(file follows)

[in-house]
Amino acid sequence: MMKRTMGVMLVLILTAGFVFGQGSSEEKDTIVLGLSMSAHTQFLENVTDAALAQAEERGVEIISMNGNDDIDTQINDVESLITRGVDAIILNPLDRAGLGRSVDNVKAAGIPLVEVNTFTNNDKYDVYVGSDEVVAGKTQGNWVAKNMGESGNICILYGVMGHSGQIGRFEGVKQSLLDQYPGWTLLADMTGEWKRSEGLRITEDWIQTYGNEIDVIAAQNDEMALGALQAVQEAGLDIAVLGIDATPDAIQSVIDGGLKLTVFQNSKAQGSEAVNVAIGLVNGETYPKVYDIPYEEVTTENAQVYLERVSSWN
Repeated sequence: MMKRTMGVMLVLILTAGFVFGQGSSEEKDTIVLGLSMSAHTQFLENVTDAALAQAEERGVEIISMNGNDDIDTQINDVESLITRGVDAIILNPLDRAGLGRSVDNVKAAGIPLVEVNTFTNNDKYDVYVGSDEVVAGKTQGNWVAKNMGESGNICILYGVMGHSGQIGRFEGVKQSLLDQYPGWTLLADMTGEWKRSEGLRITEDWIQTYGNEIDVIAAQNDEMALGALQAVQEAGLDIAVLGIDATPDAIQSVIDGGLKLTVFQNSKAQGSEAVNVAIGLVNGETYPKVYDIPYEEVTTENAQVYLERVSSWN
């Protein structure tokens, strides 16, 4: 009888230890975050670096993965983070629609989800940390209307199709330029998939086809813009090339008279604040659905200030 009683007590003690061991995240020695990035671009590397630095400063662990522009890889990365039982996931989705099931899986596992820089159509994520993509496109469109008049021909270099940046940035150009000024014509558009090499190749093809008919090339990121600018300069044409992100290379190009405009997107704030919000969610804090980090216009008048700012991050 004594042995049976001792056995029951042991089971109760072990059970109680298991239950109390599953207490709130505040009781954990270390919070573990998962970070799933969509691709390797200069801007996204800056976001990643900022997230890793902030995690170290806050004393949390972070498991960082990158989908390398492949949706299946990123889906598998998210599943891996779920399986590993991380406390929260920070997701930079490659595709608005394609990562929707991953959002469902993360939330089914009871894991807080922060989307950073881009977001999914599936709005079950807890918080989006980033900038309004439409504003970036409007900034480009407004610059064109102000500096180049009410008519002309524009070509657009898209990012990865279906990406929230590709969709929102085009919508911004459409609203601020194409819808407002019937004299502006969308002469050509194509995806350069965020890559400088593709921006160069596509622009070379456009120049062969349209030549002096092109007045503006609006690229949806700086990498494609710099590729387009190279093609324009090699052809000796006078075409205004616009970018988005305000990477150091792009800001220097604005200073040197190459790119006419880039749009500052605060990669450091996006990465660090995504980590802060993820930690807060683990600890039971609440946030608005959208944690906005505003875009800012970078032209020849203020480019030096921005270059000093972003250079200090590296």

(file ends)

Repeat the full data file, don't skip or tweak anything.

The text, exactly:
[in-house]
Amino acid sequence: MMKRTMGVMLVLILTAGFVFGQGSSEEKDTIVLGLSMSAHTQFLENVTDAALAQAEERGVEIISMNGNDDIDTQINDVESLITRGVDAIILNPLDRAGLGRSVDNVKAAGIPLVEVNTFTNNDKYDVYVGSDEVVAGKTQGNWVAKNMGESGNICILYGVMGHSGQIGRFEGVKQSLLDQYPGWTLLADMTGEWKRSEGLRITEDWIQTYGNEIDVIAAQNDEMALGALQAVQEAGLDIAVLGIDATPDAIQSVIDGGLKLTVFQNSKAQGSEAVNVAIGLVNGETYPKVYDIPYEEVTTENAQVYLERVSSWN
Repeated sequence: MMKRTMGVMLVLILTAGFVFGQGSSEEKDTIVLGLSMSAHTQFLENVTDAALAQAEERGVEIISMNGNDDIDTQINDVESLITRGVDAIILNPLDRAGLGRSVDNVKAAGIPLVEVNTFTNNDKYDVYVGSDEVVAGKTQGNWVAKNMGESGNICILYGVMGHSGQIGRFEGVKQSLLDQYPGWTLLADMTGEWKRSEGLRITEDWIQTYGNEIDVIAAQNDEMALGALQAVQEAGLDIAVLGIDATPDAIQSVIDGGLKLTVFQNSKAQGSEAVNVAIGLVNGETYPKVYDIPYEEVTTENAQVYLERVSSWN
């Protein structure tokens, strides 16, 4: 009888230890975050670096993965983070629609989800940390209307199709330029998939086809813009090339008279604040659905200030 009683007590003690061991995240020695990035671009590397630095400063662990522009890889990365039982996931989705099931899986596992820089159509994520993509496109469109008049021909270099940046940035150009000024014509558009090499190749093809008919090339990121600018300069044409992100290379190009405009997107704030919000969610804090980090216009008048700012991050 004594042995049976001792056995029951042991089971109760072990059970109680298991239950109390599953207490709130505040009781954990270390919070573990998962970070799933969509691709390797200069801007996204800056976001990643900022997230890793902030995690170290806050004393949390972070498991960082990158989908390398492949949706299946990123889906598998998210599943891996779920399986590993991380406390929260920070997701930079490659595709608005394609990562929707991953959002469902993360939330089914009871894991807080922060989307950073881009977001999914599936709005079950807890918080989006980033900038309004439409504003970036409007900034480009407004610059064109102000500096180049009410008519002309524009070509657009898209990012990865279906990406929230590709969709929102085009919508911004459409609203601020194409819808407002019937004299502006969308002469050509194509995806350069965020890559400088593709921006160069596509622009070379456009120049062969349209030549002096092109007045503006609006690229949806700086990498494609710099590729387009190279093609324009090699052809000796006078075409205004616009970018988005305000990477150091792009800001220097604005200073040197190459790119006419880039749009500052605060990669450091996006990465660090995504980590802060993820930690807060683990600890039971609440946030608005959208944690906005505003875009800012970078032209020849203020480019030096921005270059000093972003250079200090590296």